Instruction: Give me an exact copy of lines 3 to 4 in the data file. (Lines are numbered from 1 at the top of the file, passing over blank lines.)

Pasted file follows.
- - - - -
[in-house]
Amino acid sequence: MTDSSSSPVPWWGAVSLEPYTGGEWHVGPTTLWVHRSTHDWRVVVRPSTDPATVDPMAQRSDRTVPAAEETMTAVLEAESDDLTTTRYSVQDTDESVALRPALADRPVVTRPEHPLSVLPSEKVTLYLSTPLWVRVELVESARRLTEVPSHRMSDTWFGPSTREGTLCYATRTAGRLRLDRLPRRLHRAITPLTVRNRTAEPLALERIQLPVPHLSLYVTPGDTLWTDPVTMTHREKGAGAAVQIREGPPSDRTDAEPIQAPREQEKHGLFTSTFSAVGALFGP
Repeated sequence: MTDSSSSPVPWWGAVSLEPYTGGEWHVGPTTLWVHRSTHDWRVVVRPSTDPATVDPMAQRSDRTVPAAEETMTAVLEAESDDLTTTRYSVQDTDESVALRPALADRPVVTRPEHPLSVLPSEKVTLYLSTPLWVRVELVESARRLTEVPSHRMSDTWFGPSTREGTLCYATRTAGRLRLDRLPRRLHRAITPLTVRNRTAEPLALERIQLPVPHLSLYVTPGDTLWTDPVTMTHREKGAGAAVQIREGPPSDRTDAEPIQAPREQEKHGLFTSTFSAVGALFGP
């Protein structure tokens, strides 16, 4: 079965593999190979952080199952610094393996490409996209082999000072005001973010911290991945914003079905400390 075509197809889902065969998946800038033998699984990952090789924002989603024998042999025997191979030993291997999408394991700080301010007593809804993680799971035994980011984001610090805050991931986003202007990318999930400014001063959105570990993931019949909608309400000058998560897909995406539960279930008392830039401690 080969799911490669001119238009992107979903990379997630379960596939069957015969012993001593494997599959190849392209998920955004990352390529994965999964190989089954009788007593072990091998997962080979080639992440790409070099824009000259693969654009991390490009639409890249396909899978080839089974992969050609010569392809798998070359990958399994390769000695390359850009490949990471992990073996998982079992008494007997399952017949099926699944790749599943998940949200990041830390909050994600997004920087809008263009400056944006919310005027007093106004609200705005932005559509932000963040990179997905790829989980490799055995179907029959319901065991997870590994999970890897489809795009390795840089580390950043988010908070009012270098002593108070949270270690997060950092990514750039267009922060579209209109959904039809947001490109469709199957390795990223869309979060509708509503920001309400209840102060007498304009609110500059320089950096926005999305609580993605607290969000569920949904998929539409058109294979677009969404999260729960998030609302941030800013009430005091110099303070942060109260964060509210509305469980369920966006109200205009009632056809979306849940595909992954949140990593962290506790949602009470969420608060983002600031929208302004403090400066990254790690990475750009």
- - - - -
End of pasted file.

Repeated sequence: MTDSSSSPVPWWGAVSLEPYTGGEWHVGPTTLWVHRSTHDWRVVVRPSTDPATVDPMAQRSDRTVPAAEETMTAVLEAESDDLTTTRYSVQDTDESVALRPALADRPVVTRPEHPLSVLPSEKVTLYLSTPLWVRVELVESARRLTEVPSHRMSDTWFGPSTREGTLCYATRTAGRLRLDRLPRRLHRAITPLTVRNRTAEPLALERIQLPVPHLSLYVTPGDTLWTDPVTMTHREKGAGAAVQIREGPPSDRTDAEPIQAPREQEKHGLFTSTFSAVGALFGP
């Protein structure tokens, strides 16, 4: 079965593999190979952080199952610094393996490409996209082999000072005001973010911290991945914003079905400390 075509197809889902065969998946800038033998699984990952090789924002989603024998042999025997191979030993291997999408394991700080301010007593809804993680799971035994980011984001610090805050991931986003202007990318999930400014001063959105570990993931019949909608309400000058998560897909995406539960279930008392830039401690 080969799911490669001119238009992107979903990379997630379960596939069957015969012993001593494997599959190849392209998920955004990352390529994965999964190989089954009788007593072990091998997962080979080639992440790409070099824009000259693969654009991390490009639409890249396909899978080839089974992969050609010569392809798998070359990958399994390769000695390359850009490949990471992990073996998982079992008494007997399952017949099926699944790749599943998940949200990041830390909050994600997004920087809008263009400056944006919310005027007093106004609200705005932005559509932000963040990179997905790829989980490799055995179907029959319901065991997870590994999970890897489809795009390795840089580390950043988010908070009012270098002593108070949270270690997060950092990514750039267009922060579209209109959904039809947001490109469709199957390795990223869309979060509708509503920001309400209840102060007498304009609110500059320089950096926005999305609580993605607290969000569920949904998929539409058109294979677009969404999260729960998030609302941030800013009430005091110099303070942060109260964060509210509305469980369920966006109200205009009632056809979306849940595909992954949140990593962290506790949602009470969420608060983002600031929208302004403090400066990254790690990475750009």